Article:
Al-Shabaab blockades are making the humanitarian crisis in Somalia worse by preventing access to essential supplies and services in the Horn of Africa. This is compounding the problems that the Somali people are already facing, and making it even more difficult for aid organisations to provide assistance. The situation is becoming increasingly dire, and it is essential that action is taken to address the blockades and allow humanitarian assistance to reach those who need it most.
The humanitarian situation in Bakool, southwestern Somalia, is dire. The region has been under an al-Shabaab blockade for more than a decade, and the only way to reach people in need of assistance is by air or using donkey carts to transport food. This is a very difficult and dangerous undertaking, as al-Shabaab is known to attack and kill those who attempt to break the blockade. The people of Bakool are in desperate need of food, water, and other supplies, and the situation is only getting worse as the drought continues. It is crucial that humanitarian aid be allowed into the region so that these people can receive the help they so desperately need.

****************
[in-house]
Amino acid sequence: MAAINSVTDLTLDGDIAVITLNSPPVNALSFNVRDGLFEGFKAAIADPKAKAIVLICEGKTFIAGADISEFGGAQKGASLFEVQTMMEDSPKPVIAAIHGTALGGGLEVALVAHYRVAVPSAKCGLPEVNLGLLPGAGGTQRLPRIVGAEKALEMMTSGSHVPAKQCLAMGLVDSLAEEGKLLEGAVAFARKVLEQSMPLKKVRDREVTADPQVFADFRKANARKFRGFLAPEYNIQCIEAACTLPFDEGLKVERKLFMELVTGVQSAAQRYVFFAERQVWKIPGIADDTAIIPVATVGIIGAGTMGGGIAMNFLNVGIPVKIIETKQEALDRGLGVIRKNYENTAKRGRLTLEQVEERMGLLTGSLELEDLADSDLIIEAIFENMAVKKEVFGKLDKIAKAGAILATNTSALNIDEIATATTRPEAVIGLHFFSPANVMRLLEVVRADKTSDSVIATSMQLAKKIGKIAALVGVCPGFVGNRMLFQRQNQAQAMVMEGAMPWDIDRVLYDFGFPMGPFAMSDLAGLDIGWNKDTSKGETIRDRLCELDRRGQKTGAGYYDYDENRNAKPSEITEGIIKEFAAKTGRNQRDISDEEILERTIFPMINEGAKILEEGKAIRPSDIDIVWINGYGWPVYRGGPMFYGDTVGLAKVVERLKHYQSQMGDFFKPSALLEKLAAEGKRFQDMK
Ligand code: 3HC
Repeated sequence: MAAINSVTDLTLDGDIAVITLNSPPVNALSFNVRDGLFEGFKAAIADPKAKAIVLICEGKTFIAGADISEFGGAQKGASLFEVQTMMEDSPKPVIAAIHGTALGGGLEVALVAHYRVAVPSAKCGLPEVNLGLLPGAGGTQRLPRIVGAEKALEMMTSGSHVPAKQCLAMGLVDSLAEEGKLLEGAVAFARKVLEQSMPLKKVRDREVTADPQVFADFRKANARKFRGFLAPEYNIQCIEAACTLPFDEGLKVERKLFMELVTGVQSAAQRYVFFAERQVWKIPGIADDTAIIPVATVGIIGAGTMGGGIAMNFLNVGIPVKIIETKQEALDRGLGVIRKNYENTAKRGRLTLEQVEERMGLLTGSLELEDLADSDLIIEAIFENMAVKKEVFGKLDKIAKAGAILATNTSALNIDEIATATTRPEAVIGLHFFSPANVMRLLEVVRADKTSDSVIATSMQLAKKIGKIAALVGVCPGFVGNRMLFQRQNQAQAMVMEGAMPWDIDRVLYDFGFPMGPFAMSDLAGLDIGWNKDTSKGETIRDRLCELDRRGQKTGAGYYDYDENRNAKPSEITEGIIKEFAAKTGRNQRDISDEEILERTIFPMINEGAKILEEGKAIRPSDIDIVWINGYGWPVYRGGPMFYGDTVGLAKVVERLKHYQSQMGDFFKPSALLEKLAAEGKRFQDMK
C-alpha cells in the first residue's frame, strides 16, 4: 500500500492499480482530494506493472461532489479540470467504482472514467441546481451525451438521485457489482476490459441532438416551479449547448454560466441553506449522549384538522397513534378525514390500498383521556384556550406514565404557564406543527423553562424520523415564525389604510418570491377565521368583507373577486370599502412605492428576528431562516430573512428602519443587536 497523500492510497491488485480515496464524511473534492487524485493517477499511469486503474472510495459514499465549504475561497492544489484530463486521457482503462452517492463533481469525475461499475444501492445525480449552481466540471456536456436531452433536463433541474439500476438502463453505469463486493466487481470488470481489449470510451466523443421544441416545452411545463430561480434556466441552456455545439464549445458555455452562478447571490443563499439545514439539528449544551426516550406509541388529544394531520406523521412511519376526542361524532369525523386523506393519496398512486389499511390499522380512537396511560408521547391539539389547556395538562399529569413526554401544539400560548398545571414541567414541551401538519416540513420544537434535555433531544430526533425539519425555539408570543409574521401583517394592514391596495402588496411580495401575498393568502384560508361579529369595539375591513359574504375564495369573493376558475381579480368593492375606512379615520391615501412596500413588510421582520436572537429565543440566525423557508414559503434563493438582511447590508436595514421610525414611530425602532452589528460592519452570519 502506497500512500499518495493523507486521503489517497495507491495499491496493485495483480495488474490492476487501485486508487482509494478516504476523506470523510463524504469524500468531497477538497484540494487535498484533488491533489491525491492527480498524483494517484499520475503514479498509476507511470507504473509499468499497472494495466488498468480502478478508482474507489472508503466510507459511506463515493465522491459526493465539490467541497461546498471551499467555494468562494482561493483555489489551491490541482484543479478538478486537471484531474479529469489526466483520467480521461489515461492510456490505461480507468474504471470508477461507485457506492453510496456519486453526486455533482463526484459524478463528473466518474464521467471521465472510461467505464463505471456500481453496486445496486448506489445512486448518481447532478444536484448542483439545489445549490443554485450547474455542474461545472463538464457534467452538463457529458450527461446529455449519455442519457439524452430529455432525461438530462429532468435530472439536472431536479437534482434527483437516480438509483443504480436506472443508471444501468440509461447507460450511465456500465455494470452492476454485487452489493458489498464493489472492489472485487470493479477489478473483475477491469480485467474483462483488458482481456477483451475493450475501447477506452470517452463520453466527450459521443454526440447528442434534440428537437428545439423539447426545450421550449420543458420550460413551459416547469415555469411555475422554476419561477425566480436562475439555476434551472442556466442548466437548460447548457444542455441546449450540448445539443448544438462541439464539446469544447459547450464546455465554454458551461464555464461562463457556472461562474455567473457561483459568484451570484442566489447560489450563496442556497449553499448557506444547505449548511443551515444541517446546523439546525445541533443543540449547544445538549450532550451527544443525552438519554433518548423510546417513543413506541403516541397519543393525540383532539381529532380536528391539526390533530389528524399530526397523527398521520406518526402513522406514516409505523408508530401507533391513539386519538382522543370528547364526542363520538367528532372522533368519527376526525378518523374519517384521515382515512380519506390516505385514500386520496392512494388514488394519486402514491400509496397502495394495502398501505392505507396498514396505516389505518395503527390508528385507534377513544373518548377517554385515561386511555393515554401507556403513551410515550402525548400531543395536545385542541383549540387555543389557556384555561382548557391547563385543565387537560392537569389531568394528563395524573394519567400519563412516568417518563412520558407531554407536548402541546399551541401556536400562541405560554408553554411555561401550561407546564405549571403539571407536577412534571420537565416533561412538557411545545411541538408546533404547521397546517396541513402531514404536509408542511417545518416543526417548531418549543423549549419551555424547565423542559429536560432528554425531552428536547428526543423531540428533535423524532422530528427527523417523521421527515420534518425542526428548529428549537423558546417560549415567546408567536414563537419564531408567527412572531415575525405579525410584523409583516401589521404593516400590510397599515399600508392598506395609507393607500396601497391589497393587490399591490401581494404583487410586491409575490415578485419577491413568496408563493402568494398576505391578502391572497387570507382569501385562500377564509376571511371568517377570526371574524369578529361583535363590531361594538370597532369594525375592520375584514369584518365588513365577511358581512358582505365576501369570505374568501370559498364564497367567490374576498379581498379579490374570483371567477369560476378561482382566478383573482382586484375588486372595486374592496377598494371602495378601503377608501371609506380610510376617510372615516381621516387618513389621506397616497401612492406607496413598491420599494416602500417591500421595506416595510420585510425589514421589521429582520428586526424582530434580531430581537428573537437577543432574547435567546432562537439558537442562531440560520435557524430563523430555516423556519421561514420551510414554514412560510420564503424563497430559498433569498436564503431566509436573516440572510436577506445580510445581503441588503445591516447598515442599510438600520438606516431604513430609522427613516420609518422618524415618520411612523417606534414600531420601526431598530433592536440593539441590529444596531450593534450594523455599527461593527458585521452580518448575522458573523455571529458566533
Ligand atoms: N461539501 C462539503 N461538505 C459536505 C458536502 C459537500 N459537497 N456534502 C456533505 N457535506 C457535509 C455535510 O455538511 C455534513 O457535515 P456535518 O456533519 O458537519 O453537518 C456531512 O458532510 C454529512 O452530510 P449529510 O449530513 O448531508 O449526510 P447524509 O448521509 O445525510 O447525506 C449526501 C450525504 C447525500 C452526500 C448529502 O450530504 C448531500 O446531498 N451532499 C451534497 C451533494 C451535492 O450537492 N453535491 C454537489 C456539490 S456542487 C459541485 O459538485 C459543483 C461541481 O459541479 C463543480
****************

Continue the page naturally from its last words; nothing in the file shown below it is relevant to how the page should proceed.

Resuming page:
Adam Ali, a 38-year-old businessman and father of eight who is currently in the capital Mogadishu, said that the people in the region are in dire condition. He explained that there is little to no food, water, or medical supplies, and that many people are suffering. He urged the international community to do something to help the people of the region, as they are in dire need of assistance.
The blockade is worsening and families have been suffering under a devastating drought for the past four years, said Ali, adding that the drought is the worst he has ever seen.
“I have a lot of family there, was born and raised there, and I know the situation. The people in the region are facing a double-edged sword – the drought and the al-Shabaab blockade,” he said.